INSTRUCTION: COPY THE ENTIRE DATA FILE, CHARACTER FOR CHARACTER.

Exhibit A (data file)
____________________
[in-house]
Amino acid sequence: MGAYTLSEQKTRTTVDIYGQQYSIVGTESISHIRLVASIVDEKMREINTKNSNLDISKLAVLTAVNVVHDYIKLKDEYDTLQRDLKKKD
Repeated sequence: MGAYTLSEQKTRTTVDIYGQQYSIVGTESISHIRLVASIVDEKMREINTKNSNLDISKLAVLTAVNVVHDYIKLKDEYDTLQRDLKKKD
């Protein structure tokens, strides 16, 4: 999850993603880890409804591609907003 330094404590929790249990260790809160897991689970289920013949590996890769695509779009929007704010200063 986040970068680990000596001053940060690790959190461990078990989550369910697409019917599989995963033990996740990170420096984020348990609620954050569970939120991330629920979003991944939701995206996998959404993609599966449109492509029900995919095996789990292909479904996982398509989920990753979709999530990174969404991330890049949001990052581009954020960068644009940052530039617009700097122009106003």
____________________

[in-house]
Amino acid sequence: MGAYTLSEQKTRTTVDIYGQQYSIVGTESISHIRLVASIVDEKMREINTKNSNLDISKLAVLTAVNVVHDYIKLKDEYDTLQRDLKKKD
Repeated sequence: MGAYTLSEQKTRTTVDIYGQQYSIVGTESISHIRLVASIVDEKMREINTKNSNLDISKLAVLTAVNVVHDYIKLKDEYDTLQRDLKKKD
């Protein structure tokens, strides 16, 4: 999850993603880890409804591609907003 330094404590929790249990260790809160897991689970289920013949590996890769695509779009929007704010200063 986040970068680990000596001053940060690790959190461990078990989550369910697409019917599989995963033990996740990170420096984020348990609620954050569970939120991330629920979003991944939701995206996998959404993609599966449109492509029900995919095996789990292909479904996982398509989920990753979709999530990174969404991330890049949001990052581009954020960068644009940052530039617009700097122009106003």